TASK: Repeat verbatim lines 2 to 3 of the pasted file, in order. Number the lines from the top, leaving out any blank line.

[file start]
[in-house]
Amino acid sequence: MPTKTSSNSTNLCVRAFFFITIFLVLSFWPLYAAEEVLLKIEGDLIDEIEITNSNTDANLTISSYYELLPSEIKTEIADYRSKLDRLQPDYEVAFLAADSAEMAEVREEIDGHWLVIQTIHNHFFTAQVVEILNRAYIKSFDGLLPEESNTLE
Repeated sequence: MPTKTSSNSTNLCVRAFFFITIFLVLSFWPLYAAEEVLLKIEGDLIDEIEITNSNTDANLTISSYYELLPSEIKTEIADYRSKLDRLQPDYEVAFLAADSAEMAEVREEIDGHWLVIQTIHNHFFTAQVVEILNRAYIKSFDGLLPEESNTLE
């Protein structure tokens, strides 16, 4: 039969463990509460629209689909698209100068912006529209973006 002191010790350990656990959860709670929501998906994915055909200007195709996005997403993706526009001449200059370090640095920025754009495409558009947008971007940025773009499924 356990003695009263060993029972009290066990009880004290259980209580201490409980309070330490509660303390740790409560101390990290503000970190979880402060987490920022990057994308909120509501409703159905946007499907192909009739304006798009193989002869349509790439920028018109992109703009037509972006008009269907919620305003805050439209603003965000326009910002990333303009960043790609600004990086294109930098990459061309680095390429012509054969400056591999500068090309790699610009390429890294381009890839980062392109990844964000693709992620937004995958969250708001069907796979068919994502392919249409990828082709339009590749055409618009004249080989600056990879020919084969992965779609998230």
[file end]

Amino acid sequence: MPTKTSSNSTNLCVRAFFFITIFLVLSFWPLYAAEEVLLKIEGDLIDEIEITNSNTDANLTISSYYELLPSEIKTEIADYRSKLDRLQPDYEVAFLAADSAEMAEVREEIDGHWLVIQTIHNHFFTAQVVEILNRAYIKSFDGLLPEESNTLE
Repeated sequence: MPTKTSSNSTNLCVRAFFFITIFLVLSFWPLYAAEEVLLKIEGDLIDEIEITNSNTDANLTISSYYELLPSEIKTEIADYRSKLDRLQPDYEVAFLAADSAEMAEVREEIDGHWLVIQTIHNHFFTAQVVEILNRAYIKSFDGLLPEESNTLE